However, like other such forces operating in the framework of capitalist liberal democracies, they want to preserve a functioning electoral system because this provides them with a powerful form of legitimacy for both domestic and external purposes. India’s majoritarian, first-past-the-post voting procedures make it easier for the BJP to achieve a parliamentary majority on its own or with a few pliable allies.
Historically, parties have achieved a majority of seats in the national parliament, the Lok Sabha, since 1950 with vote shares ranging between 41 percent and 49 percent. But in 2014, the BJP won a narrow parliamentary majority with just 31 percent of the vote. Five years later, it won a decisive majority of parliamentary seats — almost six times as many as Congress, the second-largest party — with 37 percent.
The BJP’s dominance in the “Hindi heartland” states across the northern, central, and western parts of India gave rise to this electoral anomaly. Three of the seven states that will have assembly elections in 2022 belong to this heartland region. This includes Uttar Pradesh (UP), India’s biggest state, which would have the world’s fifth-largest population if it was a country in its own right.
UP is the jewel in Hindutva’s national electoral crown. The BJP’s performance there will indicate its prospects in the 2024 national election. The participation of farmers in the western part of UP has clearly damaged the party. By retreating over the farm laws, the BJP hopes to recover this lost ground.
Modi’s party is also hoping to neutralize the anger of this section of the farmers’ movement and eventually win over its leadership. The main leader of this section is Rakesh Tikait, whose importance the mainstream media has played up, having basically toed the government line throughout the protests. Tikait is not hostile in principle to Hindutva or the BJP, and has allied with the party in the past.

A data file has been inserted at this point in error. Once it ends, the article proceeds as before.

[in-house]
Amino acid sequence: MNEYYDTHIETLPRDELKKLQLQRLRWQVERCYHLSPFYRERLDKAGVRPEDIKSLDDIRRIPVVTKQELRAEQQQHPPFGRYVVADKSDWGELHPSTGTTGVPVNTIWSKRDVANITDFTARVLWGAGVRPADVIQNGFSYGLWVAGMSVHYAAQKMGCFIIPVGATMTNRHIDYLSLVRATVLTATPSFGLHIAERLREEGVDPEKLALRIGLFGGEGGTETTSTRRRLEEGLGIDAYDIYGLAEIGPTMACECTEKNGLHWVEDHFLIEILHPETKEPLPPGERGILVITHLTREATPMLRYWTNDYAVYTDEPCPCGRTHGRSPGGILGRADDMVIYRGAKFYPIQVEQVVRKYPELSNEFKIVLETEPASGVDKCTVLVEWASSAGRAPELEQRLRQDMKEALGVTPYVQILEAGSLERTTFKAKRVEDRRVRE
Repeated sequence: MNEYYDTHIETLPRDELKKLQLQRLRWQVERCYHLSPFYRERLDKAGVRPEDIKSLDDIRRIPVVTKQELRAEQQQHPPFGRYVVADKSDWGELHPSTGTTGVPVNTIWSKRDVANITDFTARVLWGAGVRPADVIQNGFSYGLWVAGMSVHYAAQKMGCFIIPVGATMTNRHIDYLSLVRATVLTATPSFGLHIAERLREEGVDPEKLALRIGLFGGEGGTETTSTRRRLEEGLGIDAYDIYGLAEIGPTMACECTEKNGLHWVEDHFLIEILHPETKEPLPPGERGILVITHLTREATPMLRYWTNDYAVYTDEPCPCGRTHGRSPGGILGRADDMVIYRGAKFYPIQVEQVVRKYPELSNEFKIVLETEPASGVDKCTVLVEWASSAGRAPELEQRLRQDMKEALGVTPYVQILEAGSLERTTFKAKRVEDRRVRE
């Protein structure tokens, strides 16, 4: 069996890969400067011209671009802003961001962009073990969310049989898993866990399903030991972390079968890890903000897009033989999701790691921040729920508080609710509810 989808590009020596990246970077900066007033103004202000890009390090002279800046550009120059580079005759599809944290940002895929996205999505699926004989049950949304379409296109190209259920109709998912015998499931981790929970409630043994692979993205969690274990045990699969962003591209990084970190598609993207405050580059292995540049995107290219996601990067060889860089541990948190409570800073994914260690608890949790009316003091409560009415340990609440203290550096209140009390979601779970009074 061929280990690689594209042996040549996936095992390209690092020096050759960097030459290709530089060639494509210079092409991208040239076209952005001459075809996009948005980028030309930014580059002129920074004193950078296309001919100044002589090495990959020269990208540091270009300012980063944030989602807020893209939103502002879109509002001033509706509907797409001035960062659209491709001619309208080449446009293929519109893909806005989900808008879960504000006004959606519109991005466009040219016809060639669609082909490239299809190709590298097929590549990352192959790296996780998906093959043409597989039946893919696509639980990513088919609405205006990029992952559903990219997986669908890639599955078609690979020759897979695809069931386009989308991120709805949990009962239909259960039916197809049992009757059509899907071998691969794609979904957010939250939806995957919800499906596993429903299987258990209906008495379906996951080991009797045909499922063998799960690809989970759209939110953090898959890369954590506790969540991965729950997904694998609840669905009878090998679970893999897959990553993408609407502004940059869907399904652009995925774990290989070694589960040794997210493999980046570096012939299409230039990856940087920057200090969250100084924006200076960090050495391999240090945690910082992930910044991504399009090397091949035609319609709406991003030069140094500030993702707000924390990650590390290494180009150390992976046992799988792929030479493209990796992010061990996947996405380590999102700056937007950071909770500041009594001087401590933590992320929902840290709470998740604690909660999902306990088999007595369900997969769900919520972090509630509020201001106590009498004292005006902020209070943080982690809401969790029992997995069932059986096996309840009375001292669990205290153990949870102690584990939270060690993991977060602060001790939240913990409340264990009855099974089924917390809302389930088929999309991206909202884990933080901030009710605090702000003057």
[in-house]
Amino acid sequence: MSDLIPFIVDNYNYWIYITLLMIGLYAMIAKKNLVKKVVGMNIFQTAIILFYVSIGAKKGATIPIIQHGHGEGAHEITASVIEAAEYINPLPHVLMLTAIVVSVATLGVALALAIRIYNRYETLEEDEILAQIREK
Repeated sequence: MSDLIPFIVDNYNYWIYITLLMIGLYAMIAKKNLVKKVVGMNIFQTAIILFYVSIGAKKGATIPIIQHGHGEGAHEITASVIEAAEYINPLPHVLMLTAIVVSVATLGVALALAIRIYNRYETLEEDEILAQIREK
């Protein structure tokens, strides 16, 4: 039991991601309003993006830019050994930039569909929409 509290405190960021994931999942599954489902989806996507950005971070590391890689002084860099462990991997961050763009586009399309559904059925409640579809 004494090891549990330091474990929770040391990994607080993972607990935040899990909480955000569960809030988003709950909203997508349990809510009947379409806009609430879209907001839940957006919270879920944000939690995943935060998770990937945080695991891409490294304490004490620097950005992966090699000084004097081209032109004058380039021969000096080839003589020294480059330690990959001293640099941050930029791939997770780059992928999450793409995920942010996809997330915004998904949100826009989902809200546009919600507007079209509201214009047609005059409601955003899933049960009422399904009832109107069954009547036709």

How much of a lasting impact will this great struggle have on Modi’s government and the Hindutva right? Despite the huge numbers involved, there is no party opposed to the BJP that can cash in on this struggle to dramatically increase its own popularity. The movement wisely segregated itself from the established opposition parties, not allowing their leaders to speak on its official platforms.
In principle, those parties should have tried to forge some degree of unity, based on a common program that detailed a range of anti-corporate reforms in agriculture as well as other economic sectors. However, they are united only by their opposition to the BJP. When it comes to the 2024 elections, it is unlikely that any stable coalition can emerge at the national level to challenge Modi’s party.
The Indian National Congress is the only party with a more than regional presence. Even so, the once-dominant party only rules on its own in three out of India’s twenty-nine states. It will not be accepted as the hub around which the others should organize. The Trinamul Congress routed the BJP in the recent West Bengal contest. It wants to expand its electoral and political footprint by poaching state-legislature MPs from Congress and will compete against it in the coming assembly elections.
The main problem, however, is that none of the opposition parties are seriously committed to reversing India’s neoliberal turn since the early 1990s. They can only hope that the economic tribulations suffered by large sections of the Indian public will push voters toward them.
Within the Hindi heartland, a public “common sense” that has been substantially shaped by Hindutva ideological claims and motifs unfortunately reigns. With the exception of India’s mainstream left, which is now in serious decline, the rest of the opposition parties have all accepted to some degree that there is a dominant “Hindu community” which must be wooed as such. On foreign policy, the opposition parties simply echo the belligerent nationalism of Modi’s government, or even accuse it of being too soft on Pakistan and China.
In most of India’s south and east, regional parties are dominant. They could form part of a coalition that might come to power at the national level, displacing the BJP. But some of those parties might also prefer to join a BJP-led coalition if Modi’s party is not confident of winning a majority on its own.
The most important lesson of the farmers’ struggle is not to be found on the terrain of electoral wheeling and dealing. We must see whether this extraordinary struggle can inspire other forms of mass mobilization against the many injustices that permeate Indian society. The movement has raised our hopes for this outcome to a higher level, and for that we can certainly be grateful!